South (3-1, 2-1) had three chances to take the lead in the closing seconds. David Miner missed a 3-pointer with 39 seconds left, Ben Mertz walked into a double team at the top of the key and traveled with 6.9 seconds left and, after Boonsboro (3-1, 2-1) failed to capitalize on a pair of free throws with 6 seconds left, Miner's desperation 3 from 35 feet away sailed long off the backboard just before the final buzzer.
"We pull up and shoot it from 35 feet away with four seconds on the clock," Rebels coach Bob Starkey said. "We're not a very smart team. We play with intensity some of the time, but not all of the time.
"They out-gutted us and out-hustled us."
Behind a 17-2 run in the third quarter, South took a 49-42 lead into the fourth. Instead of wilting, Boonsboro regoruped, and behind Lonnell Smith and brother Mitchell Smith, the Warriors attacked the middle of the Rebels' defense with determination.
Lonnell Smith scored 12 of his game-high 27 points in the final eight minutes and Mitchell Smith added seven of his 13 points in the frame, including two key drives for baskets on consecutive possessions that cut South's lead to 65-62 with 1:10 left.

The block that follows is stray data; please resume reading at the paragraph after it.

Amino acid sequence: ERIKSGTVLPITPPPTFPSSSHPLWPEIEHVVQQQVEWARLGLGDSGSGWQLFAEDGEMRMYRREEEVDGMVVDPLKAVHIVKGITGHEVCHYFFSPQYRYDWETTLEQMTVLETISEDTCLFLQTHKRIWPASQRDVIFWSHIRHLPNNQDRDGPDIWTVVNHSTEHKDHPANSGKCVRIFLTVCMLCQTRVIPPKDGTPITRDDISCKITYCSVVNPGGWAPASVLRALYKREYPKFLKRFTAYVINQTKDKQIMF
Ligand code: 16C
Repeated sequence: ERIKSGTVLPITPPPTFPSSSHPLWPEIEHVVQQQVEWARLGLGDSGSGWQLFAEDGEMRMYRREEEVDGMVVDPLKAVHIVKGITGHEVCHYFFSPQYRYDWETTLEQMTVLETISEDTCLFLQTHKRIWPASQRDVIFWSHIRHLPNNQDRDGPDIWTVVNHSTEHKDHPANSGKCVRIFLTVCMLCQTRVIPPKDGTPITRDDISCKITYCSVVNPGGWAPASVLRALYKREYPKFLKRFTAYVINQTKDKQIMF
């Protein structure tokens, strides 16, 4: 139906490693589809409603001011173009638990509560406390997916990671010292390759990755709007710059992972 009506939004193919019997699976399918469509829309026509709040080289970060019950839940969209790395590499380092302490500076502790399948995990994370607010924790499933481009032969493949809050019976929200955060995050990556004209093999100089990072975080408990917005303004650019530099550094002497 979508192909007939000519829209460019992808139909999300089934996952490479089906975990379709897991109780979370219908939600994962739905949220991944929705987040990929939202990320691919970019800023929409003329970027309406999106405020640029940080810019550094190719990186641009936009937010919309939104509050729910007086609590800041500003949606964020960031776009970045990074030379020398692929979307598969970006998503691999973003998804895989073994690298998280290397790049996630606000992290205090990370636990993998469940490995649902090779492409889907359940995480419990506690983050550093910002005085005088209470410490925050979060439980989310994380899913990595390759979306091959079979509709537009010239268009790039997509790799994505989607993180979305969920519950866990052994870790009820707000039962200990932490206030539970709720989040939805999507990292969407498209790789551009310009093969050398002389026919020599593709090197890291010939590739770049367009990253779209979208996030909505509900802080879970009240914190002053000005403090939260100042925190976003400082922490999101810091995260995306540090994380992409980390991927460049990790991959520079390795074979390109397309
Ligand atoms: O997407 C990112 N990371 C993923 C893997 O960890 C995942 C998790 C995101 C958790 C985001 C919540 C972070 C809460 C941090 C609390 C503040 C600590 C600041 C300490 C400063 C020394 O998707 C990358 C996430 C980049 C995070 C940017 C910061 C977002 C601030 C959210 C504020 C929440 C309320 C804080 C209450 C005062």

"I was passing the ball (earlier), and they were sliding back (into the passing lanes)," Mitchell Smith said. "I had to show them I could score, too."
"That's how it goes, is to attack the rim and go to the boards if we miss," Lonnell Smith said. "We've got a good rebounding team, and we have to go hard to the rim."
"We played matador defense," Starkey said. "We let them down the lane like it was the double-door on a garage."
With South needing a basket to stem the tide, Lonnell Smith came up with a steal in the backcourt and had a free path to the hoop. The Rebels' Jason Sellers reached in as Smith was running past, and was called for an intentional foul.
Lonnell Smith made both free throws to cut the lead to one, and on the ensuing possession, a tipped pass found its way to Himes on the left baseline. Himes' 16-footer barely touched iron on its way through the hoop, giving the Warriors their first lead since midway through the third quarter.
"I don't remember it," Himes said of the winning shot. "I've been working on the jump shot all summer. I've never had a (good) jump shot, and now it's coming around."
Boonsboro's defense held Miner - who averaged 29 points in South's first two games - to 17.
"We felt like if we held David under 20 points, we'd win the game, and we did that," Ingram said.